By what you have said it does sound like an improvement and the cost may not be recoverable under the lease...but it may depend on other issues.

                      Andy
                      Advice given is based on my experience representing myself as a leaseholder both in the County Court and at Leasehold Valuation Tribunals.

                      I do not accept any liability to you in relation to the advice given.

                      It is always recommended you seek further advice from a solicitor or legal expert.

                      Always read your lease first, it is the legally binding contract between leaseholder and freeholder.

                      Comment


                        #12
                        Interestingly Tower Hamlets council was found to be running it's management fees at a profit in order to fund other departments! it was announced as a gesture of good will...!

                        A refund was agreed borough wide of £50. In that case the local residents leaseholders group were behind it if I recall, and you may get help locally.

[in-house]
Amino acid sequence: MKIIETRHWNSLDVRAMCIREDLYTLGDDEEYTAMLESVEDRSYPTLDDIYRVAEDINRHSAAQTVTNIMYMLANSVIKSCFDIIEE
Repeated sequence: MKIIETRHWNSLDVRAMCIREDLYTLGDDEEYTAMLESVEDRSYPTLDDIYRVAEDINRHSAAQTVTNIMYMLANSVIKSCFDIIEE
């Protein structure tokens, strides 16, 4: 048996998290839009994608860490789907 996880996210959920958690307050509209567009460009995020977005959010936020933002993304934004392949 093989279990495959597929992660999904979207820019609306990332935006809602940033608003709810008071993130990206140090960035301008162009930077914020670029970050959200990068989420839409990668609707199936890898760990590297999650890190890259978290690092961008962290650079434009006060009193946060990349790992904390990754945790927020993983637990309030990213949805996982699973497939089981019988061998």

Based on the information posted, I offer my thoughts.Any action you then take is your liability. While commending individual effort, there is no substitute for a thorough review of documents and facts by paid for professional advisers.

                        Comment


                          #13
                          Management charges: the LA claims it is running the department at a loss, however the LVT decision I discovered states this is their problem. And that makes perfect sense: If they want to provide final salary pensions and above average wages, with plenty of days off ("privilege days"), they should not look to leaseholders to fund this lifestyle.

                          Windows: My view on this matter is that I have purchased a lease and when the lease requires renewing, the freeholder is within their rights to charge a fee for the renewal that takes into account the improvements they've made to their property.

                          Comment